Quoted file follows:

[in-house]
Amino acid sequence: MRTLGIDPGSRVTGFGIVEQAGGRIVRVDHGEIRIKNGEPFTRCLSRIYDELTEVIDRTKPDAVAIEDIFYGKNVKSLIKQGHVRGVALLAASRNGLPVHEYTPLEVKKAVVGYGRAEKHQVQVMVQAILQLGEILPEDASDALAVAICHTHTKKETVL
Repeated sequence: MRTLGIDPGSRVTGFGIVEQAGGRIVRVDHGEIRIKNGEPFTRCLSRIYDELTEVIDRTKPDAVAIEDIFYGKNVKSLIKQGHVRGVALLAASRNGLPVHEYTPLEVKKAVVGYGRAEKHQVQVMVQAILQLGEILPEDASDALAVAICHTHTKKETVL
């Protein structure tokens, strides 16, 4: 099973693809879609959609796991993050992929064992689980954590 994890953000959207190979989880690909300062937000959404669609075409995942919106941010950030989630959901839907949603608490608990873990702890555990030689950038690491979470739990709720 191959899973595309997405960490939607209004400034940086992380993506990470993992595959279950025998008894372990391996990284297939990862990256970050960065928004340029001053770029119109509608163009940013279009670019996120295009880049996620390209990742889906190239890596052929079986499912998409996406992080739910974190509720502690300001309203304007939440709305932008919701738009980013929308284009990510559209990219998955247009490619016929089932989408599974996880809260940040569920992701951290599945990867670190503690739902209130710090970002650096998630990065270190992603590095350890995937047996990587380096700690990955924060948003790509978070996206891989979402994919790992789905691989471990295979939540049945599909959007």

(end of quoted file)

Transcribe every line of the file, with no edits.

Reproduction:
[in-house]
Amino acid sequence: MRTLGIDPGSRVTGFGIVEQAGGRIVRVDHGEIRIKNGEPFTRCLSRIYDELTEVIDRTKPDAVAIEDIFYGKNVKSLIKQGHVRGVALLAASRNGLPVHEYTPLEVKKAVVGYGRAEKHQVQVMVQAILQLGEILPEDASDALAVAICHTHTKKETVL
Repeated sequence: MRTLGIDPGSRVTGFGIVEQAGGRIVRVDHGEIRIKNGEPFTRCLSRIYDELTEVIDRTKPDAVAIEDIFYGKNVKSLIKQGHVRGVALLAASRNGLPVHEYTPLEVKKAVVGYGRAEKHQVQVMVQAILQLGEILPEDASDALAVAICHTHTKKETVL
């Protein structure tokens, strides 16, 4: 099973693809879609959609796991993050992929064992689980954590 994890953000959207190979989880690909300062937000959404669609075409995942919106941010950030989630959901839907949603608490608990873990702890555990030689950038690491979470739990709720 191959899973595309997405960490939607209004400034940086992380993506990470993992595959279950025998008894372990391996990284297939990862990256970050960065928004340029001053770029119109509608163009940013279009670019996120295009880049996620390209990742889906190239890596052929079986499912998409996406992080739910974190509720502690300001309203304007939440709305932008919701738009980013929308284009990510559209990219998955247009490619016929089932989408599974996880809260940040569920992701951290599945990867670190503690739902209130710090970002650096998630990065270190992603590095350890995937047996990587380096700690990955924060948003790509978070996206891989979402994919790992789905691989471990295979939540049945599909959007």